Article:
Who let the snakes out Video of a couple taking their pet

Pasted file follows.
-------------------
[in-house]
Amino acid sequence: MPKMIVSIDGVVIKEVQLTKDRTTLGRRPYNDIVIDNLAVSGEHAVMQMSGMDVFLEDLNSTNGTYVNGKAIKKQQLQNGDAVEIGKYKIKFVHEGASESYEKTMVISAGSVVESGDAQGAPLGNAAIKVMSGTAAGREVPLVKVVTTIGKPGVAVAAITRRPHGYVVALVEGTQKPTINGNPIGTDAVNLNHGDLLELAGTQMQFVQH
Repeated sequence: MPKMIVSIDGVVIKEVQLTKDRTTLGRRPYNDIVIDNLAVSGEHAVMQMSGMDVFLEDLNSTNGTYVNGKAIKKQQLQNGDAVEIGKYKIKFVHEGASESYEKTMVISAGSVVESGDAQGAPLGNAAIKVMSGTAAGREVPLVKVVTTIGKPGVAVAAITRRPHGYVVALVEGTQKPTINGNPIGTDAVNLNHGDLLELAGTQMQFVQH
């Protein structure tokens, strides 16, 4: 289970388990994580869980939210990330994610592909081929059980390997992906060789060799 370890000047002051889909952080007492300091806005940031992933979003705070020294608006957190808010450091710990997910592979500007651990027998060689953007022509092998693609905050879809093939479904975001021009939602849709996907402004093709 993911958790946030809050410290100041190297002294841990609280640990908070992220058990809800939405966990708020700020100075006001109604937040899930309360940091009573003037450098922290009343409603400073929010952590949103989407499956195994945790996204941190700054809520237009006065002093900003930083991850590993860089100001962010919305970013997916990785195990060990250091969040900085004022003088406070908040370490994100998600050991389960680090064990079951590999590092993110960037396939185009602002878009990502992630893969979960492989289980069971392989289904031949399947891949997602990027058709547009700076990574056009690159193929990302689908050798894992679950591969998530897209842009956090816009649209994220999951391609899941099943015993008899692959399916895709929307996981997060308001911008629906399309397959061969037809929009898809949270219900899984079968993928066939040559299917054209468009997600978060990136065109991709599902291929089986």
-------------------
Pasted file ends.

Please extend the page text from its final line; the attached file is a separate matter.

first_imgIt was a case of ‘who let the snakes out’ when two residents from Adelaide’s inner south-west suburbs decided to take their three spotted black snakes out for a bit of a slither in the sun.Snake catcher Simon Adamczyk, the man ‘walking’ the snakes, said venturing outdoors was good for the critters and that taking his pets for a walk is just behavioural enrichment “to give them some time in the natural sun as well as exercise”.Mr Adamczyk, who has a total of seven snakes including the deadlier venomous red-bellied snake, said none of them have been defanged and he gives all of them similar exercises once or twice a week.According to the couple, the neighbours don’t mind the slithering serpents taking a break from their cages, and they don’t seem too worried about the pets especially once they get to know them.“Most people find it weird I own animals like this but after talking with me for a few minutes they appreciate the time and effort I put into the animals.“They mean us no harm unless we hurt or threaten them,” Mr Adamczyk said, although not all the residents seem to entertain his ‘walking’ idea, especially after watching the video in which one of the snakes tries to make a quick wriggle for freedom.The Adelaide couple taking their snakes for a walk. Photo: Supplied“This is absolutely ridiculous. I just can’t comprehend the whole concept of walking deadly snakes in an area saturated with primary schools, sport centres and parks where young children go. I am actually very disappointed in the council for not putting an end to this ridiculous act,” said Dimitris*, who has lived in the area since he migrated to Australia in the 1950s.“I respect the fact that everyone has the right to do what they want but this is now disrespectful to other residents and a potential hazard to the rest of the community. I don’t think it is fair on us to have to worry and watch our backs every time we take our grandchildren to the park,” says yiayia Tasia*, who also lives in the area and looks after her five grandchildren on a daily basis.* The interviewees requested to omit their surnames.MORE: Evia was once home to cobras, crocs and giant lizards, researchers discovered Facebook Twitter: @NeosKosmos Instagramlast_img

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